(g) Telephone number of director or employee at the Liberis Customer who is acting as main applicant;
(h) The Liberis Customer’s identification number; and
(i) Email address of director or employee at the Liberis Customer, who is acting as main applicant for the RFP.
UK GDPR has the meaning given to it in section 3(10) (as supplemented by section 205(4)) of the DPA 2018.
1. Data Protection
1.1. Each Party shall act as a Controller in its own right and accordingly each Party will comply with the applicable obligations under the Data Protection Legislation (as defined in this schedule), including having in 1.1B place appropriate technical and organisational measures to protect against unauthorised or unlawful processing of Personal Data and against accidental loss or destruction, or damage to, Personal Data.
1.2. If the Parties agree that any Party shall act as a Processor for and on behalf of any other Party, the Party shall first enter into a data processing agreement in accordance with the Data Protection Legislation.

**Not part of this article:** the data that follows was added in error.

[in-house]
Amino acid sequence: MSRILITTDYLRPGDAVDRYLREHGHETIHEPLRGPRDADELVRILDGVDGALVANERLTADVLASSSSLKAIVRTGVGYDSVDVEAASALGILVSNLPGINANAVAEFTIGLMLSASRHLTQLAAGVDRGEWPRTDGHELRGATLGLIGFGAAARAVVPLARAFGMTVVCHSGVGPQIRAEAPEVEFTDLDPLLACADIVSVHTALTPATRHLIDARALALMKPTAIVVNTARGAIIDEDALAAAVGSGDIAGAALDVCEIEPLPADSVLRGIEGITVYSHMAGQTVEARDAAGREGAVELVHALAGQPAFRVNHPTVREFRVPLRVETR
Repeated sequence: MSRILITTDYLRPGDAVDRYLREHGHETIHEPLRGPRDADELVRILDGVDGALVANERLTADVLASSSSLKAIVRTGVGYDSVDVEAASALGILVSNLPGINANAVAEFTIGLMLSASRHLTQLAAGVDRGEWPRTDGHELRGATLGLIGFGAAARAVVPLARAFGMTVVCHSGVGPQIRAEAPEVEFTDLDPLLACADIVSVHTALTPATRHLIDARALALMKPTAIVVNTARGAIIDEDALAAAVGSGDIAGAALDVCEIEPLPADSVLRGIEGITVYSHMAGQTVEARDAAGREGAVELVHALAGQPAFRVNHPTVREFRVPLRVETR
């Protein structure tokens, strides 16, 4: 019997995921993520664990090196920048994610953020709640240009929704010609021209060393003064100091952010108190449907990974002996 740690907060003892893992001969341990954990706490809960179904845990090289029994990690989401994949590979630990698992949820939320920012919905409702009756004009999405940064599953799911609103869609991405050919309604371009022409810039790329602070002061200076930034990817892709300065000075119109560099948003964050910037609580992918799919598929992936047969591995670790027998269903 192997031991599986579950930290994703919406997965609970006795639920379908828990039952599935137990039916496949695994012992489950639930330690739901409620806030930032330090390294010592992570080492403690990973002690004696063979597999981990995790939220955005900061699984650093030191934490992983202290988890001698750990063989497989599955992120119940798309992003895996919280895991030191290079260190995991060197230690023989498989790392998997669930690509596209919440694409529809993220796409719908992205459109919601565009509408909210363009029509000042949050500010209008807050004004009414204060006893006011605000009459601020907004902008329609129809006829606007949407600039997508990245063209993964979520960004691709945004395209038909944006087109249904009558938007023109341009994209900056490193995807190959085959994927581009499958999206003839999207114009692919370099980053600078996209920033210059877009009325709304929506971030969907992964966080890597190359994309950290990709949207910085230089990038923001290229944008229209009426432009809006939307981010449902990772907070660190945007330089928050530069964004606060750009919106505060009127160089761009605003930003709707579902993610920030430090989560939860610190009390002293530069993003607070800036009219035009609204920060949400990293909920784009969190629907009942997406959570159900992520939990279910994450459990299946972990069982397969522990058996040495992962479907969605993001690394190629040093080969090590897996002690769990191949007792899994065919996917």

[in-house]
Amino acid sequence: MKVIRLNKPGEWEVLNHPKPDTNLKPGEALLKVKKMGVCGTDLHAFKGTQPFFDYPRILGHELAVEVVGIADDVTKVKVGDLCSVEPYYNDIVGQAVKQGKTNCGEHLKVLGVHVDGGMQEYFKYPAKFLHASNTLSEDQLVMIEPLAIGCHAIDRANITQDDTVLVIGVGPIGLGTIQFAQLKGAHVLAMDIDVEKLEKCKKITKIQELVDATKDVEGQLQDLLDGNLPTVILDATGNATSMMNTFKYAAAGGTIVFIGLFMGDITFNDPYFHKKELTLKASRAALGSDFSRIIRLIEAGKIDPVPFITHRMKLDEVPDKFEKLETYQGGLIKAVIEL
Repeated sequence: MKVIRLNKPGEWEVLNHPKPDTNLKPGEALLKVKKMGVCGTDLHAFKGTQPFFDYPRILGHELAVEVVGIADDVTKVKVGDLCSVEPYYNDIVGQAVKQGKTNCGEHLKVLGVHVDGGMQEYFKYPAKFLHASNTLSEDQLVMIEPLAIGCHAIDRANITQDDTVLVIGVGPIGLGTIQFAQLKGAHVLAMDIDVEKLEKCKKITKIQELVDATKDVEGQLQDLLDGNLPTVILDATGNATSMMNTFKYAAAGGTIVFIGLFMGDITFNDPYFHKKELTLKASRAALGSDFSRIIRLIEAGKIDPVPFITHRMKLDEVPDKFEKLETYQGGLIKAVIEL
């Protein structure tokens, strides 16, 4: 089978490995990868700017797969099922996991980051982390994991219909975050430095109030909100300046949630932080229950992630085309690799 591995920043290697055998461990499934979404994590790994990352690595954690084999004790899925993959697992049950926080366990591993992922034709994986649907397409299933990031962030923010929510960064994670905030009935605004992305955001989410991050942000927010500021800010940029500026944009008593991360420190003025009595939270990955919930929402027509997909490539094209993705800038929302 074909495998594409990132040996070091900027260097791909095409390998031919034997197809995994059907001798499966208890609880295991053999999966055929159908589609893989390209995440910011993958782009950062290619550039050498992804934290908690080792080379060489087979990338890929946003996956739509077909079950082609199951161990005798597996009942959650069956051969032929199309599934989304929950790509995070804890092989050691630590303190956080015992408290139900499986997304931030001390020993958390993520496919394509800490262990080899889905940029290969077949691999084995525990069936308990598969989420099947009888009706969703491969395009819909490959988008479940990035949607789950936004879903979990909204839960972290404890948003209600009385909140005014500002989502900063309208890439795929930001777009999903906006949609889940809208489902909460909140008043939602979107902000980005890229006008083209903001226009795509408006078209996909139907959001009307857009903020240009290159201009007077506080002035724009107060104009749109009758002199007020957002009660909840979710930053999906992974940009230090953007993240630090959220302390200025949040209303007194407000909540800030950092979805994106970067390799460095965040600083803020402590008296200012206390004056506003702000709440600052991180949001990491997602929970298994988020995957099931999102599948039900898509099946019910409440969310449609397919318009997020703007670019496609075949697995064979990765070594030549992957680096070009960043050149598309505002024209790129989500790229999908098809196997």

1.3. Shared Personal Data. This paragraph sets out the framework for the sharing of personal data between the Parties as data controllers. Each Party acknowledges that one Party (the Data Discloser) will regularly disclose to the other Party (the Data Recipient) Shared Personal Data collected by the Data Discloser for the Agreed Purposes.
1.4. Effect of non-compliance with Data Protection Legislation. Each Party shall comply with all the obligations imposed on a controller under the Data Protection Legislation, and any material breach of the Data Protection Legislation by one Party shall, if not remedied within 30 days of written notice from the other Party, give grounds to the other Party to terminate this Agreement with immediate effect.
1.5. Particular obligations relating to data sharing.
Each Party shall:
(a) ensure that it has all necessary notices and consents in place to enable lawful transfer of the Shared Personal Data to the Permitted Recipients for the Agreed Purposes;
(b) give full information to any data subject whose personal data may be processed under this agreement of the nature such processing. This includes giving notice that, on the termination of this agreement, personal data relating to them may be retained by or, as the case may be, transferred to one or more of the Permitted Recipients, their successors and assignees;
(c) process the Shared Personal Data only for the Agreed Purposes;
(d) not disclose or allow access to the Shared Personal Data to anyone other than the Permitted Recipients;
(e) ensure that all Permitted Recipients are subject to written contractual obligations concerning the Shared Personal Data (including obligations of confidentiality) which are no less onerous than those imposed by this agreement;